Although the first generation of Iranian cyberattacks was mostly restricted to sabotaging and spying, Iranian officials gradually used them to promote their brand name and ideological cause: “In contrast to other nation-states, which essentially attempted to hide their activity and prevent attribution, the Iranians appeared to be making a name for themselves and letting the world know their cyber capabilities.” In fact, although Iranian operations were far from enjoying the same logistical and technological resources as those of the Russians, the Americans, and the Chinese, they immediately stood out for their high degree of sophistication and preparedness. Already, in 2013, IRGC leaders boasted that Iran possessed “the 4th biggest cyber power among the world’s cyber armies”—an assertion instantly substantiated by the Tel-Aviv-based Institute for National Security Studies.
Over the past decade, the Iranian Cyber Army’s know-how in sabotage and espionage has developed synchronously with its cyber-influence abilities. As of 2018, cyber-security firms such as Fire-Eye and Fortinet classified several Iranian cyber-entities as Advanced Persistent Threat (APT) groups including APT 35, also known as Newscaster, NewsBeef, and Charming Kitten, for creating fake journalist accounts on social media platforms. From that time, the use of what experts call “Sock puppet accounts” on social media such as Twitter and Facebook have been “operated by the Iranian regime as an integral part of its cyber-influence campaign.” In 2019, an EDPACS report concluded that: “China, Russia and Iran stand out as three of the most capable and active cyber actors.” In 2022, Iran is unanimously viewed as “one of the most sophisticated and feared online actors in the world.” Along with other types of offensive actions, Iranian cyber influence campaigns have earned a reputation in their own right: Myriam Dunn Cavelty and Andreas Wenger consider that the IRGC’s Cyber Army is now one of the main players in the field of “cyber-enabled influence activities.”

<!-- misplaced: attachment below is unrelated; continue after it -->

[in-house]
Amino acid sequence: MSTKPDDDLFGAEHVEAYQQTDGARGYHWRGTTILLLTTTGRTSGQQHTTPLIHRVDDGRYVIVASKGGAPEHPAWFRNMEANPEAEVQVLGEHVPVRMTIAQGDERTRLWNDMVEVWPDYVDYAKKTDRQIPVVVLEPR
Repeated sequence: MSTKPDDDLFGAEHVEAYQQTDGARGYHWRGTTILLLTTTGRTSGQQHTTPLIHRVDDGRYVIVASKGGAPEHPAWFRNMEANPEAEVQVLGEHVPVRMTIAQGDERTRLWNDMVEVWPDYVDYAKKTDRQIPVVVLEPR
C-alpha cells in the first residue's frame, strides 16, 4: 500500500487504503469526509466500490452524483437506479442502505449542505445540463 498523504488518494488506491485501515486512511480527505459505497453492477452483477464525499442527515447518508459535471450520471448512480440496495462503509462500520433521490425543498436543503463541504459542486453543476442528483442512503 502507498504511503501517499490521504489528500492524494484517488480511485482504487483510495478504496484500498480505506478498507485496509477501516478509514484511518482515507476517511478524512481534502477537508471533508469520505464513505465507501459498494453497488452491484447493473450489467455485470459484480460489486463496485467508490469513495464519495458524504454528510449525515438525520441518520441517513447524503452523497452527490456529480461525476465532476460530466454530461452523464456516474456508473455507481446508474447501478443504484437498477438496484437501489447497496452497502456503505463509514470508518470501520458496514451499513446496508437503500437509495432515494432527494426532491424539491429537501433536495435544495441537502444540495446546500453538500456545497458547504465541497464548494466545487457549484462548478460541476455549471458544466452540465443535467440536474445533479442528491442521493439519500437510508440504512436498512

Objectives and Message of Iran’s Cyber-Enabled Influence Activities
Remarkably pragmatic, the long-term goals of Iran’s cyber-influence activities are to ensure the regime’s survival, the preservation of its political independence and economic autonomy, and the projection of its ideological influence regionally and internationally. In the short and medium terms, Iranian audiovisual strategy aims to deter adversaries from any form of intervention, to thwart their designs, to deceive their armed forces, and to convince world public opinion of the robustness of the Islamic regime while fighting systematically and in all its forms Western and pro-Western influence.
Aligned with these strategic objectives, the message sent by Iranian cyber-diplomacy is above all intended to convey a positive image of the Islamic Republic. Consequently, one of its main slogans (shoar) is to convince the world that Iran is both open and tolerant while at the same time fighting what the regime calls “Iranophobia” (in Persian Iran Harāssi) allegedly emanating from its adversaries’ propaganda. This multipronged self-promotional effort combines “white propaganda,” i.e. transparently accountable, and “black propaganda,” that is to say “with seemingly no visible ties to Iran to launder Iranian propaganda to unsuspecting users.” Beyond the Middle East and in order to cultivate Iran’s international image as a champion of Islamic resistance against Western powers, Tehran’s cyber-diplomacy seeks to enhance its reputation as an anti-imperialist force in non-Muslim countries of Latin America and sub-Sahara Africa. Iran’s media breakthrough in Latin America is specifically aimed at creating a permanent footprint in Washington’s courtyard.